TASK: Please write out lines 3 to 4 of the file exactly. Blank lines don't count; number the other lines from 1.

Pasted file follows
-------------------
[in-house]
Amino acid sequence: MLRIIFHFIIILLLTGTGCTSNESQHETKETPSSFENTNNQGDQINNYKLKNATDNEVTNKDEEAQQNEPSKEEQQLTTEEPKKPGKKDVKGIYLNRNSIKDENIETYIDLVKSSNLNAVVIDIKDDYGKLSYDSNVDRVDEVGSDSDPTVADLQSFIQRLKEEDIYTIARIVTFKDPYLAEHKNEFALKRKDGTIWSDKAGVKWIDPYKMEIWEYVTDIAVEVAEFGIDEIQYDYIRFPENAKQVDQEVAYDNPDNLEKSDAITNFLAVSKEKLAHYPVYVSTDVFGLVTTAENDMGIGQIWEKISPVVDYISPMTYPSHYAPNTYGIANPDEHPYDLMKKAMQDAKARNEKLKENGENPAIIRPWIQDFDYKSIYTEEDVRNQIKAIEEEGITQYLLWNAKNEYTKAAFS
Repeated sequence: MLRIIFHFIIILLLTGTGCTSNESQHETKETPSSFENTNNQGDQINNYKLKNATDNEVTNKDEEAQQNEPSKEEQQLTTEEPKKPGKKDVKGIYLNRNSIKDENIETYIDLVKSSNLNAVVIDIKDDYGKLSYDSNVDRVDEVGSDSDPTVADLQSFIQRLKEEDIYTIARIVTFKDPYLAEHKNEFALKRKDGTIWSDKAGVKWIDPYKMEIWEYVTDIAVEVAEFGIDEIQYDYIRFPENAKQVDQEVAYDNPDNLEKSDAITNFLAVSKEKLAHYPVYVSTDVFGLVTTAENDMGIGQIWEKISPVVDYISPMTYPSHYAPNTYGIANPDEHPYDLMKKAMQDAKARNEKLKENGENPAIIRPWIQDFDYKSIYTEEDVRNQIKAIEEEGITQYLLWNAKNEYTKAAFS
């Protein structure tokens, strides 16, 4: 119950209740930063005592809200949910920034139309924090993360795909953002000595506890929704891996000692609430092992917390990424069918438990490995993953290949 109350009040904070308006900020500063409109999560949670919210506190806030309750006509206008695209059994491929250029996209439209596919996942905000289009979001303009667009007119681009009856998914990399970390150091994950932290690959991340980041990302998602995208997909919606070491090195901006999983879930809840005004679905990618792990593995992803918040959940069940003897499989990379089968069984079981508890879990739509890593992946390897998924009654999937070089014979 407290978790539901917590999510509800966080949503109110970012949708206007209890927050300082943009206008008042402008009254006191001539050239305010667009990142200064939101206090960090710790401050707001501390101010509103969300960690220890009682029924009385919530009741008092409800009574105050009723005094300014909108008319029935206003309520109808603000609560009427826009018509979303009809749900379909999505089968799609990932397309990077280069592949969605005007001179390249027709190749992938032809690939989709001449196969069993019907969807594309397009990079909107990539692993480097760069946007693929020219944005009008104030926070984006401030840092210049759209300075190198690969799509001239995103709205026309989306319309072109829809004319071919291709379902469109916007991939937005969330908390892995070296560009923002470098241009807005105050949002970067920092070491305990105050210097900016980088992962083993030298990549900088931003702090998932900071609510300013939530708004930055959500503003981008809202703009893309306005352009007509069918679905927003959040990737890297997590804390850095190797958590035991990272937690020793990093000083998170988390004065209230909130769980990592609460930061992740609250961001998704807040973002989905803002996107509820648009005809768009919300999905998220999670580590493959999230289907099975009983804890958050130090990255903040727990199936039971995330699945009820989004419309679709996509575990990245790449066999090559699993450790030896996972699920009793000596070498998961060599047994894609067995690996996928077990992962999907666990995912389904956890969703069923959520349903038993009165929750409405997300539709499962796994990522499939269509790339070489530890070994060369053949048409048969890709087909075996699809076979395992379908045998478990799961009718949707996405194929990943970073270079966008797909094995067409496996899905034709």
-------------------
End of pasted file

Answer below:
Repeated sequence: MLRIIFHFIIILLLTGTGCTSNESQHETKETPSSFENTNNQGDQINNYKLKNATDNEVTNKDEEAQQNEPSKEEQQLTTEEPKKPGKKDVKGIYLNRNSIKDENIETYIDLVKSSNLNAVVIDIKDDYGKLSYDSNVDRVDEVGSDSDPTVADLQSFIQRLKEEDIYTIARIVTFKDPYLAEHKNEFALKRKDGTIWSDKAGVKWIDPYKMEIWEYVTDIAVEVAEFGIDEIQYDYIRFPENAKQVDQEVAYDNPDNLEKSDAITNFLAVSKEKLAHYPVYVSTDVFGLVTTAENDMGIGQIWEKISPVVDYISPMTYPSHYAPNTYGIANPDEHPYDLMKKAMQDAKARNEKLKENGENPAIIRPWIQDFDYKSIYTEEDVRNQIKAIEEEGITQYLLWNAKNEYTKAAFS
């Protein structure tokens, strides 16, 4: 119950209740930063005592809200949910920034139309924090993360795909953002000595506890929704891996000692609430092992917390990424069918438990490995993953290949 109350009040904070308006900020500063409109999560949670919210506190806030309750006509206008695209059994491929250029996209439209596919996942905000289009979001303009667009007119681009009856998914990399970390150091994950932290690959991340980041990302998602995208997909919606070491090195901006999983879930809840005004679905990618792990593995992803918040959940069940003897499989990379089968069984079981508890879990739509890593992946390897998924009654999937070089014979 407290978790539901917590999510509800966080949503109110970012949708206007209890927050300082943009206008008042402008009254006191001539050239305010667009990142200064939101206090960090710790401050707001501390101010509103969300960690220890009682029924009385919530009741008092409800009574105050009723005094300014909108008319029935206003309520109808603000609560009427826009018509979303009809749900379909999505089968799609990932397309990077280069592949969605005007001179390249027709190749992938032809690939989709001449196969069993019907969807594309397009990079909107990539692993480097760069946007693929020219944005009008104030926070984006401030840092210049759209300075190198690969799509001239995103709205026309989306319309072109829809004319071919291709379902469109916007991939937005969330908390892995070296560009923002470098241009807005105050949002970067920092070491305990105050210097900016980088992962083993030298990549900088931003702090998932900071609510300013939530708004930055959500503003981008809202703009893309306005352009007509069918679905927003959040990737890297997590804390850095190797958590035991990272937690020793990093000083998170988390004065209230909130769980990592609460930061992740609250961001998704807040973002989905803002996107509820648009005809768009919300999905998220999670580590493959999230289907099975009983804890958050130090990255903040727990199936039971995330699945009820989004419309679709996509575990990245790449066999090559699993450790030896996972699920009793000596070498998961060599047994894609067995690996996928077990992962999907666990995912389904956890969703069923959520349903038993009165929750409405997300539709499962796994990522499939269509790339070489530890070994060369053949048409048969890709087909075996699809076979395992379908045998478990799961009718949707996405194929990943970073270079966008797909094995067409496996899905034709």